Thursday, January 16, 2020
Paper doll and outfit by Elizabeth W. Tyler, ca. 1933. Courtesy of Schlesinger LibraryPaper doll and outfit by Elizabeth W. Tyler, ca. 1933. Courtesy of Schlesinger Library

The papers of Elizabeth W. Tyler were recently opened to research at the Schlesinger Library. Tyler (1918–2013) grew up in the greater Boston area and from an early age demonstrated a talent for fashion design. As a schoolgirl, she began sketching outfits for women and girls, with some whimsical sketches based on the “Flapper Fanny Says” cartoons created by Beatrice Hays and continued by Gladys Parker.

She also designed a paper doll, named “Sally,” and created a wide array of outfits for her. Sally’s wardrobe ranged from pajamas to evening gowns and included a variety of coats and sport dresses, all reflecting the styles of the day.

Tyler was a popular student—a scrapbook documenting her high school years reveals a life filled with school dances and sporting events and other social and cultural activities. A school assignment, for which she received an “A,” required her to decide on a color scheme for herself and create miniature versions of costumes for day and evening. It is not clear whether Tyler actually wore the outfits she designed, but the exercise provides a strong sense of her preferred style in dress and her attention to detail. She probably wore outfits similar to these when at school and when socializing with friends.

"Flapper Fanny Says" cartoon by Gladys Parker and sketch by Elizabeth W. Tyler, ca. 1933. Courtesy of Schlesinger Library"Flapper Fanny Says" cartoon by Gladys Parker and sketch by Elizabeth W. Tyler, ca. 1933. Courtesy of Schlesinger Library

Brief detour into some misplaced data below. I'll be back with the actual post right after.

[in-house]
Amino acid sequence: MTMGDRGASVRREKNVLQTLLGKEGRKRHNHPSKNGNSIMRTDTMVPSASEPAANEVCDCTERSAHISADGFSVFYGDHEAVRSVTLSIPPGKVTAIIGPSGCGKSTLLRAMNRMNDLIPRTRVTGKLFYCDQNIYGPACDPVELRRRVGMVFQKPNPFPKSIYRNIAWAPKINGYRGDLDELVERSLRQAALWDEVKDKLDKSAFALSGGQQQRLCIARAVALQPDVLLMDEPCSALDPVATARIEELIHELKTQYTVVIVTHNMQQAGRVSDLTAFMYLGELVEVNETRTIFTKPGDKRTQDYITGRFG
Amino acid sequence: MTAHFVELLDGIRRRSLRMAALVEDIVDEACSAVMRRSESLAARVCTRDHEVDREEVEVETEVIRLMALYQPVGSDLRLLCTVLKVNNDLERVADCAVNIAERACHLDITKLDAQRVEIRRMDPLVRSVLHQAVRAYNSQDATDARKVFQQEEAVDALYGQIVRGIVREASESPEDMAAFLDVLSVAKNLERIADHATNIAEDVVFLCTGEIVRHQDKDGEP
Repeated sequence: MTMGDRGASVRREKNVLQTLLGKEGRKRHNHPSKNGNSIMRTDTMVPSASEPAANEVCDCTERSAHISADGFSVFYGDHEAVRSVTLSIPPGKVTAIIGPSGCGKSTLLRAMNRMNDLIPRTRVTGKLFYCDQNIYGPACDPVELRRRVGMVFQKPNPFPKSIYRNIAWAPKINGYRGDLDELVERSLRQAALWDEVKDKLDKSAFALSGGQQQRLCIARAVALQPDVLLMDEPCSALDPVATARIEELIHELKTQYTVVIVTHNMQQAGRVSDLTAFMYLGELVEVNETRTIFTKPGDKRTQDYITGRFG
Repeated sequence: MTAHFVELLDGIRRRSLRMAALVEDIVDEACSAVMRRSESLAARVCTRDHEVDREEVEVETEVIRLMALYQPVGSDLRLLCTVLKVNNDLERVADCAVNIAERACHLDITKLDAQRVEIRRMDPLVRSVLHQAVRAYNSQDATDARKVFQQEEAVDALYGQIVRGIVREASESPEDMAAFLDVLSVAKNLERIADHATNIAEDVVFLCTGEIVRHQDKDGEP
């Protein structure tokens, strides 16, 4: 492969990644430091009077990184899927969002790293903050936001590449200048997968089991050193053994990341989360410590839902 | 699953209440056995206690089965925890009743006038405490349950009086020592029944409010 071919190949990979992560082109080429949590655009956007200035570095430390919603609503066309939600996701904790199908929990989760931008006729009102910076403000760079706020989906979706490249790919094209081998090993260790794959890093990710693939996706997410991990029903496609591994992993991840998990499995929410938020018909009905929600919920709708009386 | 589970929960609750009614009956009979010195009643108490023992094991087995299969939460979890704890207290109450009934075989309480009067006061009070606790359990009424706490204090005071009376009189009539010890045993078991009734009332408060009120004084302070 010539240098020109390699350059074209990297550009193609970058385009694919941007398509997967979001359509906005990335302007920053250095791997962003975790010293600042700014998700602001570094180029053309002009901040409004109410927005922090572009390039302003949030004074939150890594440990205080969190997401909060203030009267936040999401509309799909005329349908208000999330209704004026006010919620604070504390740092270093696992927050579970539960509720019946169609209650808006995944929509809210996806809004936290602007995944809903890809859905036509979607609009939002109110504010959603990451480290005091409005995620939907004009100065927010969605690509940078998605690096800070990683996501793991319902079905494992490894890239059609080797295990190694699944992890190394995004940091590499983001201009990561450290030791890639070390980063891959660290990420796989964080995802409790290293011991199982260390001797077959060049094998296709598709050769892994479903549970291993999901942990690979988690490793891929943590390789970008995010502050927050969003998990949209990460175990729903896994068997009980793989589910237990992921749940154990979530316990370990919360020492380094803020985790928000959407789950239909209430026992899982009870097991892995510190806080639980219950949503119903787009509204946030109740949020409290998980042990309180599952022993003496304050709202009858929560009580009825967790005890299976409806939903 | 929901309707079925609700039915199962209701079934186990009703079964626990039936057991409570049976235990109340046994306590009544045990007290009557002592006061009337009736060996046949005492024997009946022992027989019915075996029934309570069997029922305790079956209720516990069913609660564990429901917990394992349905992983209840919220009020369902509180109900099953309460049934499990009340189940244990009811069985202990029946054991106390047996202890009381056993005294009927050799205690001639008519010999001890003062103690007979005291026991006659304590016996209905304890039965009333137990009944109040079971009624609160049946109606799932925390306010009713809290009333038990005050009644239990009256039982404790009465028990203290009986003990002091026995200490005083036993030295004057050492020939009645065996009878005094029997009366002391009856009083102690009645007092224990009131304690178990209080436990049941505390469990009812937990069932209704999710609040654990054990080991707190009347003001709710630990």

After graduating from high school in 1935, Tyler studied at the Worcester Museum of Art and the Vesper George School of Art in Boston, graduating in 1939 with a degree in industrial design. In 1938, she noted in a letter to her mother, “Being an artist is awful wearing . . . I’m behind in my work but I’m happy.” Although her interests eventually shifted away from fashion design, she continued to draw and paint throughout her life, creating watercolors, sketches, silhouettes, and, toward the end of her life, quilts. One of her quilts was featured in a national quilt show in California.

In 1941 she married Harry Tyler, whom she had met while living and working in New York City. The couple had four children and lived in Maine, where Harry worked in industrial sales and Tyler was an active member of the local League of Women Voters and the PTA. Harry died in 1969 and after his death, Tyler found a new outlet for her design interests, opening Tyler Interiors, a home decorating business that specialized in slip covers, bedspreads, and window treatments for local businesses and residences. In August 1985, she was hired to oversee the redesign of the Maine state legislature’s chambers, which she declared to be her most exciting decorating job.

The range of Tyler’s artwork is represented in her papers. Other highlights of the collection include diaries of her years in New York City as a young working woman, wife, and mother; her correspondence with Harry while he served in England during World War II; and her son Hank’s travel diaries from a trip around the world in the early 1970s.

For more information on Tyler and her papers, see Papers of Elizabeth W. (Elizabeth Woodward) Tyler.

Elizabeth W. Tyler's "color scheme" for school and evening. Courtesy of Schlesinger LibraryElizabeth W. Tyler's "color scheme" for school and evening. Courtesy of Schlesinger Library

Author: 
Susan Earle